5 hard truths about moving into a new home, one year later
Truths about moving into a new home a year later

The calendar tells me it’s been one year since we moved into our newly built home, but my distinct lack of first floor furniture suggests otherwise. Looking around, the open flooring looks almost as vacant as the first day we moved in. Still, I’m looking ahead to my silver lining: the living room furniture is (finally) on order and should arrive in November. Maybe.

This is the second time we’ve moved into a new build, and, always one to avoid making the same mistakes twice, I’m working hard to ensure I do better with my decision making process. (Part of that process involves sitting on folding chairs for the last twelve months, but we’ll get to that shortly.)

Here are five hard truths about moving into a newly built home, one year later.

1. The builder WILL ghost you

The pre-delivery inspection is complete, your cheque is delivered, the keys are transferred to you. Poof! Just like that, you’re on your own. Missing cabinets? They’ll fix that, of course. The bathtub isn’t sealed? Maybe use another one in the meantime. There are fruit flies in the bathroom? Totally normal, they EAT in there when they’re working. But getting someone to attend to your needs ASAP? Good luck and god speed, my friend. Because chances are, there are 50 or so other brand new homeowners with their own set of moving day disappointments – and they all have the builder on speed dial, too.

Pack some patience, and perspective. It’s a brand new home! It took a large effort from a variety of crews with constantly moving parts to erect this dwelling in six months or less. While your concerns are valid, know that it will be on YOU to follow up (and follow up again) with the builder to get someone to attend to your matter. Often, it means email/telephone tag and time off work while you wait for the repairs to be made. Again, patience.

2. New builds come backed by Tarion homeowner’s warranty

Know the submission dates, how to make a claim, and what the builder’s obligation is when it comes to timelines for completion. One of the best decisions we made was to hire a third-party home inspector prior to submitting our 30-day form. The home inspector caught items we, hand on heart, would never have noticed – like how the ledge under a window sloped just slightly towards the home instead of away from it, or how our hot water pump was missing a 2-inch cover. Since we didn’t require a formal report from the home inspector, we saved money on the total cost of inspection services – making the good decision a great one.

3. Don’t try to furnish your home at once

Remember the folding chairs on our first floor? It’s our current living room furniture setup, until the real stuff arrives in November. Maybe.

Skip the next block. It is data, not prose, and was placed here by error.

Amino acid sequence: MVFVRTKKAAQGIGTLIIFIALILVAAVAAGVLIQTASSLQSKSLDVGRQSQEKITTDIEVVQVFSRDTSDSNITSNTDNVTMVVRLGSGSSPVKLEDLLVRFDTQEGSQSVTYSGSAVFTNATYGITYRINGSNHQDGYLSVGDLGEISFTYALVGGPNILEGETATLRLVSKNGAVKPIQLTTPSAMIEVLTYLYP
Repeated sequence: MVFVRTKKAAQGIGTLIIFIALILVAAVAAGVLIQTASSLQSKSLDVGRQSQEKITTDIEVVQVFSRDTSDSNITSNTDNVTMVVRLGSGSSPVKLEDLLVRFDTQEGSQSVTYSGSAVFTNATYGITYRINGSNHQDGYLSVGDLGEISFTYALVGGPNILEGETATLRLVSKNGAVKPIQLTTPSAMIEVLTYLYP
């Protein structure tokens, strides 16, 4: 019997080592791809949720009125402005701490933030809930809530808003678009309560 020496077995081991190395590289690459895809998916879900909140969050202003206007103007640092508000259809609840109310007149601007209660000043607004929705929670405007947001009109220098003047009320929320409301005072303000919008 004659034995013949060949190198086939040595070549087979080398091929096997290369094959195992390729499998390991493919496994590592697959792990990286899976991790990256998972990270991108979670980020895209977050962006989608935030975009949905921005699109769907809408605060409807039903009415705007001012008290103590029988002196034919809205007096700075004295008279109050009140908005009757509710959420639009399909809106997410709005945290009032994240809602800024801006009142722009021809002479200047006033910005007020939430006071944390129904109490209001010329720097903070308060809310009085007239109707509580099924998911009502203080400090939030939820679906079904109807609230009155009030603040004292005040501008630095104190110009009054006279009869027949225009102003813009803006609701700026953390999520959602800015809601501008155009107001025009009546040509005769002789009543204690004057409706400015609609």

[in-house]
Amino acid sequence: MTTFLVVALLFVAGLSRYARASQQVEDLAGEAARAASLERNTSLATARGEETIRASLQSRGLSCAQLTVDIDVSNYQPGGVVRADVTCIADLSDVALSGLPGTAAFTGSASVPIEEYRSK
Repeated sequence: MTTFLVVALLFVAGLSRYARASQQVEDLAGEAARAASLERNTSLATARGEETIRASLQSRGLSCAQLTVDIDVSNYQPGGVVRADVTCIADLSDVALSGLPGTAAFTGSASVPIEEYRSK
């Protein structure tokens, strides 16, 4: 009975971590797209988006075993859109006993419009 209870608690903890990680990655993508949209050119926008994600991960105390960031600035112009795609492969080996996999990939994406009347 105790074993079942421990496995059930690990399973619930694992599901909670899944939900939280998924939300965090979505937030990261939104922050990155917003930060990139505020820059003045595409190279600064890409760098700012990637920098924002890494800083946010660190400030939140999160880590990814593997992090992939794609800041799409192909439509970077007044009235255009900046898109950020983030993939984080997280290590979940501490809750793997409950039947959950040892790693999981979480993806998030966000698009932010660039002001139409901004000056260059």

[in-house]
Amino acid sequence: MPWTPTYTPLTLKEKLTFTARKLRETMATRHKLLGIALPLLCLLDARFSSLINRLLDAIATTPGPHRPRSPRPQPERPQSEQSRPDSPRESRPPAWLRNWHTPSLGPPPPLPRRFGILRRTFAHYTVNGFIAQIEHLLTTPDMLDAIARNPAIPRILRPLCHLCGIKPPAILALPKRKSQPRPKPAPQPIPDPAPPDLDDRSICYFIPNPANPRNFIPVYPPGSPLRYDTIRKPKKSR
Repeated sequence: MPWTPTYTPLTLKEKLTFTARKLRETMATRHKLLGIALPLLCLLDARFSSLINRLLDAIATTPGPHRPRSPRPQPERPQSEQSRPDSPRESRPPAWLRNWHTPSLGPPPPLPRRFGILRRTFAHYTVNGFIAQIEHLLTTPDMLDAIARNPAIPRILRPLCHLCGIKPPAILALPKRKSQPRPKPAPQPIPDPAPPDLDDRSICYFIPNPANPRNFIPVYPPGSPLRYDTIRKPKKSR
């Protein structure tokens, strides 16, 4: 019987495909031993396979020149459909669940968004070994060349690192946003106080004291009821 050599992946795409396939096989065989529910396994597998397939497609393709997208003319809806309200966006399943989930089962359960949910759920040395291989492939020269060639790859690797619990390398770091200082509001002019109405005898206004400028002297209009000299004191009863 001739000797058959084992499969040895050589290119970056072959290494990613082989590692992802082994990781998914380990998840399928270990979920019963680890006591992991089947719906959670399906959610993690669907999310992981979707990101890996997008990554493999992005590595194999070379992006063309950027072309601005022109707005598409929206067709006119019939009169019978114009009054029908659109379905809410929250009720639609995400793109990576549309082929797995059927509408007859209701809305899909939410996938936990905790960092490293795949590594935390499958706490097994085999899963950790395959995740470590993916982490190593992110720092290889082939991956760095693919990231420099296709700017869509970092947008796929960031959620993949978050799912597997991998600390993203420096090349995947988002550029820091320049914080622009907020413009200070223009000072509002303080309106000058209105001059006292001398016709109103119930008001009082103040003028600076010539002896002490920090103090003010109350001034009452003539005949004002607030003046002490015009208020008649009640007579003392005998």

No two homes are the same, and not all furniture complements the floor plan you’ve chosen. If you have pre-existing furniture, this means you may have to move things around until they mesh with your new rooms. Often, you may decide that a piece or two simply has to be replaced.

However, if you’re moving into a new build without furniture, I strongly suggest waiting until you’ve had a chance to physically walk in the home and take measurements. This is because floor plans are two dimensional, and the actual space is often bigger or smaller (or longer or shorter) than you have pictured in your mind. My biggest regret in my old house was ordering a sectional for our living room, thinking it would fit the space nicely – only to have it completely overwhelm the room. Determined not to make the same mistake in this home, we actually moved with no furniture at all (just mattresses to sleep on) and have been outfitting the rooms one by one with pieces that we love.

4. New homes settle

The basement floor may crack, nails will pop out of the drywall and the concrete slab that represents your front porch will probably tilt to the left. This is all part of the settling process and the reason Tarion allows homeowners to submit a one-year form for repairs.

The trick is to make a note of these small changes when you see them happen and make sure to write them down – don’t trust your memory when the time comes to submit your form.

5. New homes = starting from scratch. And starting from scratch costs money – a lot

Although I’ll always be partial to new builds because I love the idea of being the sole owner of my shiny new thing, the truth is, the expenses add up quickly. Everything from making the home comfortable (an air conditioner, window shades for privacy) to security and safety (a home alarm system, fences around your property) to simply aesthetics (painted walls, a finished basement and a drool-worthy kitchen) are now your sole responsibility. And although one can argue that all those bells and whistles are included in the price of a resale home, the fact is, it’s done for you (and hopefully done well so you don’t have to change a thing). Starting over is hard on the bank account.

So, one year in, would I change a thing? Not on your life. Yes, there are hard truths to purchasing a new build home, but in the end, I always remember the positive – that I’m fortunate enough to be a homeowner in the greatest country in the world. And since we’re Canadian, you could say that’s the very definition of a “cold” truth!

Lena Almeida is a work-at-home-mom of two feisty boys, a writer, social media strategist and a self-described shopaholic. Lena frequently shares home renovation projects and lessons she learned along the way on her blog Listen to Lena. Like many growing young families, Lena and her husband have often weighed the pros and cons of renovating their starter home or moving to a new home.

Lena Almeida is a paid spokesperson of Sonnet Insurance.

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